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We caught up with Deb Worzencraft who works for the Co-op, co-ordinating Co-op’s Member Pioneers in Llandudno Junction and Deganwy. Co-op’s Member Pioneers bring together its Members, colleagues and Local Causes to help its communities.
Deb explained how she joined the Co-op.
“I went to uni as a mature student, but I studied countryside management. As part of that, we were working with communities, resolving conflict in the countryside, and it was that side of it that I really took to,” she said.
“From there, I worked with a local environmental campaigning group. I’ve worked with local credit unions. I have worked with community transport schemes, all based in the communities, so when the job came up at the Co-op, it just combined all of those community things together. It was like a dream role!”
She added: “For the past nine years, that’s what I’ve been doing, working and developing the community side of the Co-op.”
Deb explained what it meant to be a Member Pioneer and how they benefit communities.
“Member Pioneers are Co-op Members,” she said.
“They can be colleagues or Members of the community. Their role is to be our eyes and ears on the ground, so they liaise between their local community and what we do as a Co-op.
“We work very closely with them, so I’ve got a team in north west Wales and a team in north east Wales. They create local action plans that help us deliver our national priorities at a local level and we always plan that three months in advance. They work very closely with the Local Community Fund recipients, which are Local Causes that are supported by the local Co-op Members. They can be charities or local community groups. They can be food banks.”
Since March when the pandemic hit, Deb explained, like much of the UK, the Member Pioneers have had to change their way of working. But the virus and restrictions haven’t stopped the Member Pioneers helping their communities.
“Obviously, during COVID, it’s been very different. But they’ve all been working in very different ways,” she said.
“Member Pioneers have been collecting shopping or medication for people and helping the COVID-19 groups with online support. We had a Member Pioneer working in the Old Colwyn area, and she was ringing numerous people every week. And she’s carried on doing that to be honest because that’s the type of person we get, people who are ingrained in their local community.
“Member Pioneers bring people together. They also signpost communities to helplines. We’ve got an online cooperation platform: Co-operate, and any community group can put their details into that. It’s a mine of information. You can find details of where you can find your Member Pioneer, where you can find your Co-op Local Community Fund Recipients, where your stores are and who’s doing what in the community. It’s amazing. I would recommend anyone to go and have a look on there.”
The Co-op Local Community Fund supports projects across the UK that Members care about. Every time Co-op Members buy selected Co-op branded products and services, Co-op gives local causes a helping hand by donating a 2p from every pound spent.
A new Member Pioneer is set to start work in Deganwy and Llandudno Junction in the New Year. But what makes a good Member Pioneer?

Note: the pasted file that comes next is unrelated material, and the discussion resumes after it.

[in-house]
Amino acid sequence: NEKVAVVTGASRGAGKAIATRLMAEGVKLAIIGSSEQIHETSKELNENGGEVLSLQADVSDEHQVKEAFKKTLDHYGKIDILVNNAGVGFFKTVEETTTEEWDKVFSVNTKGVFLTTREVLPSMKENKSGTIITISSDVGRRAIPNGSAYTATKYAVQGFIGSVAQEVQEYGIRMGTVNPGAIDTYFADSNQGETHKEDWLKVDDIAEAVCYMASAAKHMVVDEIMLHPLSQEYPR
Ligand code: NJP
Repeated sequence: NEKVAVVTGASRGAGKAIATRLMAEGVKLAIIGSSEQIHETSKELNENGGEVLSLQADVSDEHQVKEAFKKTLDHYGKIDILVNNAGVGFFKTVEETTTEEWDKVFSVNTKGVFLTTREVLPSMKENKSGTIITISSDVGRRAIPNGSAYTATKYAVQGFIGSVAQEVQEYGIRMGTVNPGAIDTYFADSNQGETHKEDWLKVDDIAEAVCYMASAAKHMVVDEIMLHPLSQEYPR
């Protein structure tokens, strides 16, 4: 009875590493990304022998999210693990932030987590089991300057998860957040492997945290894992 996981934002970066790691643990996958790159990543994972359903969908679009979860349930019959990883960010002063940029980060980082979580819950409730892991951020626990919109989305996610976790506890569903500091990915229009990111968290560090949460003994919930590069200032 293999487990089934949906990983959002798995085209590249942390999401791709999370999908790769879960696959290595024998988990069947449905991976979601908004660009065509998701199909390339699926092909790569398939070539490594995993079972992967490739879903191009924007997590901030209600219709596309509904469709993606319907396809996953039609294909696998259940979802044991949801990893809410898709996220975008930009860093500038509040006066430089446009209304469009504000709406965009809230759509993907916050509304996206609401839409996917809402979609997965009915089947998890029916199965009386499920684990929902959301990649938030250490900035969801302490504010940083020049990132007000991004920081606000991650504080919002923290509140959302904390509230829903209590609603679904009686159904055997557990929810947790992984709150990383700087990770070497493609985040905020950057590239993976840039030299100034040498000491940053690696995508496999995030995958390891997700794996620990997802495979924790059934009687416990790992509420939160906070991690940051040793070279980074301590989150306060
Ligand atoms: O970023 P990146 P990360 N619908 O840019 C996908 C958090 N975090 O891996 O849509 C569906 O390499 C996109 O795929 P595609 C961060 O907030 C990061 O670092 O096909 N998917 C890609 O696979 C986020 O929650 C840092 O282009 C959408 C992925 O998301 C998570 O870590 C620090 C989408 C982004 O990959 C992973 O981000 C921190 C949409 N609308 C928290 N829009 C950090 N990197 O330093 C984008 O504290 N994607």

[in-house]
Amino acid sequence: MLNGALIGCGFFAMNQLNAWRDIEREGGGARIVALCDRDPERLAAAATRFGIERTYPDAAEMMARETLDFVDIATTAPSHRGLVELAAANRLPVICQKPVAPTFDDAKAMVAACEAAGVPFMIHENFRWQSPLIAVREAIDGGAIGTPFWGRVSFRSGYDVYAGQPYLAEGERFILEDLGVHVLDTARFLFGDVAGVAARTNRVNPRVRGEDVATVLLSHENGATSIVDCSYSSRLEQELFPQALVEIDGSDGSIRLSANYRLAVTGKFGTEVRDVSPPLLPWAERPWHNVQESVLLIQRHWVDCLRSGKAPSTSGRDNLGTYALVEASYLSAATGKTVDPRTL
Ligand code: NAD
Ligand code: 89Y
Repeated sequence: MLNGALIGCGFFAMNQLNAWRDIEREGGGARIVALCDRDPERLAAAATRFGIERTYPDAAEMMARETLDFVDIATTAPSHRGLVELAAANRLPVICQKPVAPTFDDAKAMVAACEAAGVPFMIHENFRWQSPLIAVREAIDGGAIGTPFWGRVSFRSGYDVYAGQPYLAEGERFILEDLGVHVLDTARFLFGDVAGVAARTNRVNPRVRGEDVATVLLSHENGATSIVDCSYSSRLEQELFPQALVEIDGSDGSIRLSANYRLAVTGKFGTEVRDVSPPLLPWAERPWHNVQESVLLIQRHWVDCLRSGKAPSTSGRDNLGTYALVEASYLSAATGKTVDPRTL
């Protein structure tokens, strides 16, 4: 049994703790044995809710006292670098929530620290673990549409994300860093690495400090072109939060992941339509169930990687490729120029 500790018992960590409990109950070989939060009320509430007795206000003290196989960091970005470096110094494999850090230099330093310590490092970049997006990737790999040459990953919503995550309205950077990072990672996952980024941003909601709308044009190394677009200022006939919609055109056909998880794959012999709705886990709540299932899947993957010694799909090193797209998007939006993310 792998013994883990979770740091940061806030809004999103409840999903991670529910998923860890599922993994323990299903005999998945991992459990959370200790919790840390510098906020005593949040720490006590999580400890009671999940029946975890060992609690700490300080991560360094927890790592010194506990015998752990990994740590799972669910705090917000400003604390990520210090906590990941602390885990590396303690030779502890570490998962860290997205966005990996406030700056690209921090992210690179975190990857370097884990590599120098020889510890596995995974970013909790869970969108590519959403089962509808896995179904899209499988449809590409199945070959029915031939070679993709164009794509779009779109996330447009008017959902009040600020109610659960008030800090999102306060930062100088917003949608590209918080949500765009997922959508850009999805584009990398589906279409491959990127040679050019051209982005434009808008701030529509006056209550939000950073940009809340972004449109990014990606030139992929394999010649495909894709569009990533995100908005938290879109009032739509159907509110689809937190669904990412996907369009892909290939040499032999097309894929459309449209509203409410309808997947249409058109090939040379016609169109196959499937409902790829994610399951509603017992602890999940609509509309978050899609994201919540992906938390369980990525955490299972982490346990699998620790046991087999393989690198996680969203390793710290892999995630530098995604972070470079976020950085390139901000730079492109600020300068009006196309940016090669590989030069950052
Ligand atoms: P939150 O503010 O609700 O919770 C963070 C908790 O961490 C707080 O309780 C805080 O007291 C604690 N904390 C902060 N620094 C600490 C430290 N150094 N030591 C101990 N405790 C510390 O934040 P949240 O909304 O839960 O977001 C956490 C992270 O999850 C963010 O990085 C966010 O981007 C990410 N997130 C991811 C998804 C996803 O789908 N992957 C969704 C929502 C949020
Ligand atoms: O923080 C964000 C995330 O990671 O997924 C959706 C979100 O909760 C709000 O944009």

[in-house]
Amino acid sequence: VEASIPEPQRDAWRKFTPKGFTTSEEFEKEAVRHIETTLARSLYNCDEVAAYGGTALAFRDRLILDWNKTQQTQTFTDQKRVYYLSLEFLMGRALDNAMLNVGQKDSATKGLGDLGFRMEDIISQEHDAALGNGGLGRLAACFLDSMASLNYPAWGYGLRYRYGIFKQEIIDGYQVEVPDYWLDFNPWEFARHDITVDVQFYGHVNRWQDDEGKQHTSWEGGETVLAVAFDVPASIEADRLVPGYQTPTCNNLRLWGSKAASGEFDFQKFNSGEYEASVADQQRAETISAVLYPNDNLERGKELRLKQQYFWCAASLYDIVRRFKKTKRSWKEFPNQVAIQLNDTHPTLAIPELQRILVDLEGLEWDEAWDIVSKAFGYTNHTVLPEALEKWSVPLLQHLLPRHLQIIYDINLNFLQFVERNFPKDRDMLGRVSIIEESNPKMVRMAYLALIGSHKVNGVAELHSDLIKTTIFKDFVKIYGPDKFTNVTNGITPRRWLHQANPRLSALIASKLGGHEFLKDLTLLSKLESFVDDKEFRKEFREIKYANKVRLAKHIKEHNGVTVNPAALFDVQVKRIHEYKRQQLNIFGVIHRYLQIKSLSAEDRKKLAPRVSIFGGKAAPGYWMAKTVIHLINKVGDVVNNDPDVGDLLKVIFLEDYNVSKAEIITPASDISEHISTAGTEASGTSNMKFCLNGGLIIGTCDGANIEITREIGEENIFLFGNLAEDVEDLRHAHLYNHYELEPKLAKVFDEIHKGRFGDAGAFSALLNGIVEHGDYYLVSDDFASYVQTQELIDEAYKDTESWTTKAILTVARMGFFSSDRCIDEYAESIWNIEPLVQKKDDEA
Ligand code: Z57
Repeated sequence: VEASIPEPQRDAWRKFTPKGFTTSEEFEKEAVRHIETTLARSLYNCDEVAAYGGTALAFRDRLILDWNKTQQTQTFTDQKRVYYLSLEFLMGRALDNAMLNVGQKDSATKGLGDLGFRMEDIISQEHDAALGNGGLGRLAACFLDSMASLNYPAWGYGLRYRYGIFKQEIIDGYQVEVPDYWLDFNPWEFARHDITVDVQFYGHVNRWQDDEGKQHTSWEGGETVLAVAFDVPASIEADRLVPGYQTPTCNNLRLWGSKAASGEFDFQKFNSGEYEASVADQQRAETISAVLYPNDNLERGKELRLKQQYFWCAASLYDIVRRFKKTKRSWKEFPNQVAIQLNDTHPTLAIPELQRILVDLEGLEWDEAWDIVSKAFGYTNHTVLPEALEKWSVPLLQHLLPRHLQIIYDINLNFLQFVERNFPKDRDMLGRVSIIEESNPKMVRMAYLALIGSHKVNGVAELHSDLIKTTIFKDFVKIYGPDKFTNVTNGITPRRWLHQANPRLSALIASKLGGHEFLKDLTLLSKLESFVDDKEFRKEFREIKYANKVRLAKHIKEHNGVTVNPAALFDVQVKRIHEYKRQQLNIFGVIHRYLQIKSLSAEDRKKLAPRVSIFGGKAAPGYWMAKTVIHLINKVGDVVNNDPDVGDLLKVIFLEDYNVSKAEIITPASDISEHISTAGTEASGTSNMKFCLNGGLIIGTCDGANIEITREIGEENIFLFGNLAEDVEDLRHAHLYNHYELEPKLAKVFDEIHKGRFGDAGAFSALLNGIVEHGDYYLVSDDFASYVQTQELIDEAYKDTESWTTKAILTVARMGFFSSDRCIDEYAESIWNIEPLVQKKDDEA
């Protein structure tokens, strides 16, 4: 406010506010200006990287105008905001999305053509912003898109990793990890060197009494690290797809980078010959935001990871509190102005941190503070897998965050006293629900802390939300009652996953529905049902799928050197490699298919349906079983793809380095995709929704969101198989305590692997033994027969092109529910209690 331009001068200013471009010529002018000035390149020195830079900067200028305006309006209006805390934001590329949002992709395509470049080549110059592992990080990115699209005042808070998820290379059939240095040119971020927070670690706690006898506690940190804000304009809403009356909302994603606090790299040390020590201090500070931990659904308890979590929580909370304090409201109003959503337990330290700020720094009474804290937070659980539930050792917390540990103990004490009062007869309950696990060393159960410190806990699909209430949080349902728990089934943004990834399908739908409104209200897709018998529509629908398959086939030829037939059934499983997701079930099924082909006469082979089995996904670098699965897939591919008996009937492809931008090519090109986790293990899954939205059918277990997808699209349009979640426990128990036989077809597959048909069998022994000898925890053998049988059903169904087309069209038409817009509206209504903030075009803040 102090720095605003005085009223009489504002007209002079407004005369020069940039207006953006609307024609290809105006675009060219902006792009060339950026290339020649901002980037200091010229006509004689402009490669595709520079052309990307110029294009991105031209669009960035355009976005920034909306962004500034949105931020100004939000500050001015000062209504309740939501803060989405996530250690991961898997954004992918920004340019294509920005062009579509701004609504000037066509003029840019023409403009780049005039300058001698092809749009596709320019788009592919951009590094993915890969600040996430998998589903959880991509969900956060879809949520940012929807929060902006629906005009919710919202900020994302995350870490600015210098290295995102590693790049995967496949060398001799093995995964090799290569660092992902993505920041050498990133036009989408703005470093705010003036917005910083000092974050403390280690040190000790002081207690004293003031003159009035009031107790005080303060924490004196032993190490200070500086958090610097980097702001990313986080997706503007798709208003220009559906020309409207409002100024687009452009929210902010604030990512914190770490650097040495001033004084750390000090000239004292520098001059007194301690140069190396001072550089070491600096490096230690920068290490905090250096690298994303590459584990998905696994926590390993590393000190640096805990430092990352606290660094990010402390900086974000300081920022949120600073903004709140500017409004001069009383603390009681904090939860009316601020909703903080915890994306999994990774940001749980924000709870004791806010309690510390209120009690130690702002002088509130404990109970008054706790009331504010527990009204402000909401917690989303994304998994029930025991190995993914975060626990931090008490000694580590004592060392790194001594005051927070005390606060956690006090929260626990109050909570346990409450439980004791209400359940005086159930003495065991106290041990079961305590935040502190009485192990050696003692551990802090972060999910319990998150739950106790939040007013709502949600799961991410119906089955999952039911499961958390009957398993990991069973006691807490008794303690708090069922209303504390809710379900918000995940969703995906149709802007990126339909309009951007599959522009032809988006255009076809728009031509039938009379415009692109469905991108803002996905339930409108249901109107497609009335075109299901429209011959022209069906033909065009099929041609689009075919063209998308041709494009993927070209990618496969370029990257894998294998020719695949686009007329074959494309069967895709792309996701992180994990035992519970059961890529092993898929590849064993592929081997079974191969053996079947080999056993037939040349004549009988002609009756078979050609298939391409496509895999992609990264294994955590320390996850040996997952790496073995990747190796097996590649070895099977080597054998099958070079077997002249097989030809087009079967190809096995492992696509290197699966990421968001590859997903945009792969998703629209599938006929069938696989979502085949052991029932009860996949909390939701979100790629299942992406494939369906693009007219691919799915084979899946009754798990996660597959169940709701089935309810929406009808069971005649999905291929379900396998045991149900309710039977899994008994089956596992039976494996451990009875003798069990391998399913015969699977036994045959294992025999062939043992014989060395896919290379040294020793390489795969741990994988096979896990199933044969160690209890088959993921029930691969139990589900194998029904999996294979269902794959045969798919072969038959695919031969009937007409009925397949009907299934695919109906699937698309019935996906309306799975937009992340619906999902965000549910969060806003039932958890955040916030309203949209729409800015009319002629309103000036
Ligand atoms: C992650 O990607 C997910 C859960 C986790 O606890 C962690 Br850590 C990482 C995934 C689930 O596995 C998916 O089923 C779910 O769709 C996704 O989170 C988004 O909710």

“Somebody who has got a passion for their local community, somebody who has got good community links, who is a good communicator – because sixteen hours a month doesn’t give you a lot of time. We want Member Pioneers to spend that time digging down in their communities where the need is, bringing those people together,” said Deb.
“We have three missions of our Community Action Plan that the Member Pioneers support on a local level with – fairer access to food, fairer access to mental wellbeing and fairer access to education and employment for young people. Member Pioneers connect communities together so the community is able to help itself, which is one of the Co-op ethics.”
She added: “You will notice that every one of our Local Community Fund recipients will be under one or more of those pillars.”
And what’s Deb’s favourite part of her job?
“Getting out and meeting up with my Member Pioneers, which obviously, over the past nine months, has been really difficult,” she said.
“So, we’ve done everything online, but it’s not the same as getting out and meeting people.
“We ask the Member Pioneers to give us a breakdown of what they have been doing every month and examples of the difference they’ve made in the community that month.
“When you hear those stories, you think, ‘this is why I’m doing this job’. It’s incredible, and it doesn’t have to be the big ground-breaking stuff.
“I was talking to one of our Member Pioneers over in Llangollen. She’s a beekeeper. I said can’t we give some of your spare jars of honey to the local foodbank, so she did that, and they accepted very gladly. The Member Pioneers are worth their weight in gold.”
Deb added: “People don’t realise the impact the Co-op has in the local community and the projects that we do on a national basis as well. Our Member Pioneers are there on the ground. We have 1,000 Member Pioneers across the UK, working with our Funeralcare and being the link, as it were, between the Co-op and the local community.”
To find out more about Co-op's Member Pioneers, and how you can cooperate with them in your community, follow the link here.
When Co-op Members buy own-brand products and services, 2p for every £1 spent goes to support local causes and community organisations. To find out more about Membership, visit here
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